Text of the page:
- The Washington Times - Thursday, December 12, 2002

Residents and merchants in the Brentwood Road area of Northeast met last night with federal and D.C. officials to learn more about the lethal chemicals that will be used to remove anthrax spores at the nearby U.S. Postal Service facility.
Though some people who attended the meeting on the Gallaudet University campus expressed relief that after months of tests and delays the facility is set to be cleaned from Saturday through Wednesday, others said Postal Service and city officials should have distributed fliers or held more meetings to discuss safety issues.
"It may be a while before I go there to buy stamps," C. Clark Jones, executive director of nearby D.C. Vision in the 900 block of Brentwood Road NE, said before the meeting.
The U.S. Environmental Protection Agency will allow crews to pump 40,000 gallons of chlorine dioxide into the 17.5-million-cubic-foot building. The facility has been closed since Oct. 21, 2001, after letters processed there reached offices in the Hart Senate Office Building. The gas also was used in the Hart building to flush out the anthrax spores.
Thomas Day, vice president of engineering for the Postal Service, said precautions have been taken to keep the toxic gas inside, even if the pipes leak.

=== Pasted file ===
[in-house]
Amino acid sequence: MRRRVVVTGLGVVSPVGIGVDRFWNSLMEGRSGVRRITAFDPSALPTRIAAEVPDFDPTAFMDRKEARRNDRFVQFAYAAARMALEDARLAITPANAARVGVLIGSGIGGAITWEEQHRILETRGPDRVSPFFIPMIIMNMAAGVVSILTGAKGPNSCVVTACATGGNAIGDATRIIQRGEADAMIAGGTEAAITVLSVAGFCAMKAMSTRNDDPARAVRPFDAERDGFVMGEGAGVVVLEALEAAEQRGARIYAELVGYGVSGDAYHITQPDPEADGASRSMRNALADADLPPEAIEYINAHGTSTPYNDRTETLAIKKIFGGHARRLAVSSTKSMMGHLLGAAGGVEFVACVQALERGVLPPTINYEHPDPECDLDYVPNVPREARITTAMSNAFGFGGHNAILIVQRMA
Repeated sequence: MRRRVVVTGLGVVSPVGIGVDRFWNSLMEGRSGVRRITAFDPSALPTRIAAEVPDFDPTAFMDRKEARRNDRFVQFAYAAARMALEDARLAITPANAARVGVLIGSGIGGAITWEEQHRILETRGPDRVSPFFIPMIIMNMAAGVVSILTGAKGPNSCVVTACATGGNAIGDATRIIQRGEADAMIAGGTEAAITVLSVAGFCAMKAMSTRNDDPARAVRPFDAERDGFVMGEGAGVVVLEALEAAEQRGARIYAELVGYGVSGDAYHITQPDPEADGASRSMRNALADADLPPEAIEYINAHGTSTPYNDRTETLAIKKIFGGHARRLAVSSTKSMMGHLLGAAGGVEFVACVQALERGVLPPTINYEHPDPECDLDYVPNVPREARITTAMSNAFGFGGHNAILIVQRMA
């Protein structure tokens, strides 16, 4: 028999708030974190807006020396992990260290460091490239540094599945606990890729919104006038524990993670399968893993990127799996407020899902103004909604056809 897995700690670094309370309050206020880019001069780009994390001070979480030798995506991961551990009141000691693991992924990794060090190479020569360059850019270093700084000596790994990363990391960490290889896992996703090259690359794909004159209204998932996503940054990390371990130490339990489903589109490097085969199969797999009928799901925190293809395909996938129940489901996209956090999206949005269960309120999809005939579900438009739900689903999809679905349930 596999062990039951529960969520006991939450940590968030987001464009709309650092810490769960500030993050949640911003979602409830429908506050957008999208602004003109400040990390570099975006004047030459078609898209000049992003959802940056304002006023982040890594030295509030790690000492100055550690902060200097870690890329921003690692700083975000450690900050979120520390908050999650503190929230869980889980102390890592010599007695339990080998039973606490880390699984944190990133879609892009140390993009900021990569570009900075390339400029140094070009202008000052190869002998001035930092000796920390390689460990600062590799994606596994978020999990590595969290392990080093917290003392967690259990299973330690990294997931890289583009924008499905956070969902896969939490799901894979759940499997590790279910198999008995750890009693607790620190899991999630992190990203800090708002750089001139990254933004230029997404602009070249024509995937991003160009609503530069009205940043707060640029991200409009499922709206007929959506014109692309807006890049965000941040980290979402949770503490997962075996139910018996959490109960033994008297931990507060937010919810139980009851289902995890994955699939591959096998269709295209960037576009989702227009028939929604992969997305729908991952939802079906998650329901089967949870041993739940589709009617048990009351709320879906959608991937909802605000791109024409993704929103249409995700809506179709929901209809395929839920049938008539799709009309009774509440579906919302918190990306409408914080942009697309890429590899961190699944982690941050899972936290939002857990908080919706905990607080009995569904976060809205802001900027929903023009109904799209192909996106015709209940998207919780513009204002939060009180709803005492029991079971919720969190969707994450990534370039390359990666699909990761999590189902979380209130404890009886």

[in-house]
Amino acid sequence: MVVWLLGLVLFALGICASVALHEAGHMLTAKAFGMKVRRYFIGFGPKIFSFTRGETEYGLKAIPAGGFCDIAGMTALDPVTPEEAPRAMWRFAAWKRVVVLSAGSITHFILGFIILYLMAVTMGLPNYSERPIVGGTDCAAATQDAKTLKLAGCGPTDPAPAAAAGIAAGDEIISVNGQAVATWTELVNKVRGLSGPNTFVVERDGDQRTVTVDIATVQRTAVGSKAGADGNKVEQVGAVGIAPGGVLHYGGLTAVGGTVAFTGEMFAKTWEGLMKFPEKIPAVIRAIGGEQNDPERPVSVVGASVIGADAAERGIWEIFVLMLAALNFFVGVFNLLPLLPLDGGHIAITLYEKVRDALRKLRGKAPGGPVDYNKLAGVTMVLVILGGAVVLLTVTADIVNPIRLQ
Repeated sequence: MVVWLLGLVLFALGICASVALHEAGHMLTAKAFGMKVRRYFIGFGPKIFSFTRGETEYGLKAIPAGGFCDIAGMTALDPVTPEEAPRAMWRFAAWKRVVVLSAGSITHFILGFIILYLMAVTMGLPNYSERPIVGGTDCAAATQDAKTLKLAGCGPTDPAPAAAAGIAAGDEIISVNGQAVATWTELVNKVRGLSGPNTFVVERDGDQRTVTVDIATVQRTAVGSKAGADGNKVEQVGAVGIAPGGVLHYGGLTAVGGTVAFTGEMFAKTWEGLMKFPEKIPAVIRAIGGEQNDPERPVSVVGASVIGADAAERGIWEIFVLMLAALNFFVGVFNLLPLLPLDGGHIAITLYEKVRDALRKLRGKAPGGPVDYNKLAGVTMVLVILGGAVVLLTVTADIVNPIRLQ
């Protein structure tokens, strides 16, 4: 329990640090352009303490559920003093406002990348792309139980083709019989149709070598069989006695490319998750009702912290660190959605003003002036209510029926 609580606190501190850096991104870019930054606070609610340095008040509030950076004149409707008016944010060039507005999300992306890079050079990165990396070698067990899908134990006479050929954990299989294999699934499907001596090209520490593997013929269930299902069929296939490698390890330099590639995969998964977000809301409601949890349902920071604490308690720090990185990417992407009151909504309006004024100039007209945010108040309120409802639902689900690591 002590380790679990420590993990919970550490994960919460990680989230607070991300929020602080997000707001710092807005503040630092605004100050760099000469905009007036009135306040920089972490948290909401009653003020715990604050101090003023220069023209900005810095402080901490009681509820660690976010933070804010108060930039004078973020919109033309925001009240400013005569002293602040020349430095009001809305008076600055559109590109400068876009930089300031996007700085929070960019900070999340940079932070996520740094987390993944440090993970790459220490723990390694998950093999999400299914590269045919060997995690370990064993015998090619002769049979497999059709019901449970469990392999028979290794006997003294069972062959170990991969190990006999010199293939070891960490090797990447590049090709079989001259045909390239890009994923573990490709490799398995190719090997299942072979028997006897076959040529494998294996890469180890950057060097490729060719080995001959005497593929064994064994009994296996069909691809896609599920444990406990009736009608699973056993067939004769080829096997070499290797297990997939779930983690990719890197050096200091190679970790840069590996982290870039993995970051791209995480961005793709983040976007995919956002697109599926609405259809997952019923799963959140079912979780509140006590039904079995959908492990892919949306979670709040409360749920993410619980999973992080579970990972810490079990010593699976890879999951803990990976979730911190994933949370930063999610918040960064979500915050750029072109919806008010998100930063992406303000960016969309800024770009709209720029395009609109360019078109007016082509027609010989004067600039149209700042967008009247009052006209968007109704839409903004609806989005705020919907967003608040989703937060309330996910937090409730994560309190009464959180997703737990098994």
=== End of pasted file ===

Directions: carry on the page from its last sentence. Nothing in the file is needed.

"The building has been sealed and continually rechecked for cracks and leaks," Mr. Day told the crowd of about 50 people at Gallaudet.
Mr. Jones said he and his employees were not too worried, but they wanted more information about telltale symptoms if the gas leaked from the facility renamed the Joseph Curseen Jr. and Thomas Morris Jr. Processing and Distribution Center in honor of the two men who died of inhalation anthrax in October 2001.
He said the decontamination process could be like the anthrax attack because "they didn't know the symptoms."
Neighbors also heard assurances that fire department and emergency medical workers will be on-site during the fumigation.
Lee Wells, the owner of PAL Liquors in the 1900 block of Brentwood Road NE, said yesterday afternoon that officials have done a better job of informing the public as the process continues.
"At the beginning, it was a little shaky," he said.
D.C. Council member Vincent B. Orange, a Ward 5 Democrat who has been involved with the cleanup, said he is most concerned with safety and the time frame for everything to be completed.
Peter James, who lives near the postal facility and buys gas at the Citgo station across the street, said he is disappointed because it has taken so long for the decontamination.
He also said the threat of a chlorine dioxide spill will send him elsewhere to buy gas for his car.
For 12 to 18 hours, the gas will be pumped into the building, then remain there for 12 more hours. Crews will spend about 25 days collecting more than 8,000 spore strips. The strips will be sent to a lab for testing and to a committee of officials from the D.C. Department of Public Health.
The EPA will deem the building clean when results show zero growth of anthrax spores.
Postal workers could be back in the building by late April.
The Postal Service has set up an information line for questions from the community at 800/527-0741; the deaf or hearing-impaired can access the line through TTY at 800/418-5301.

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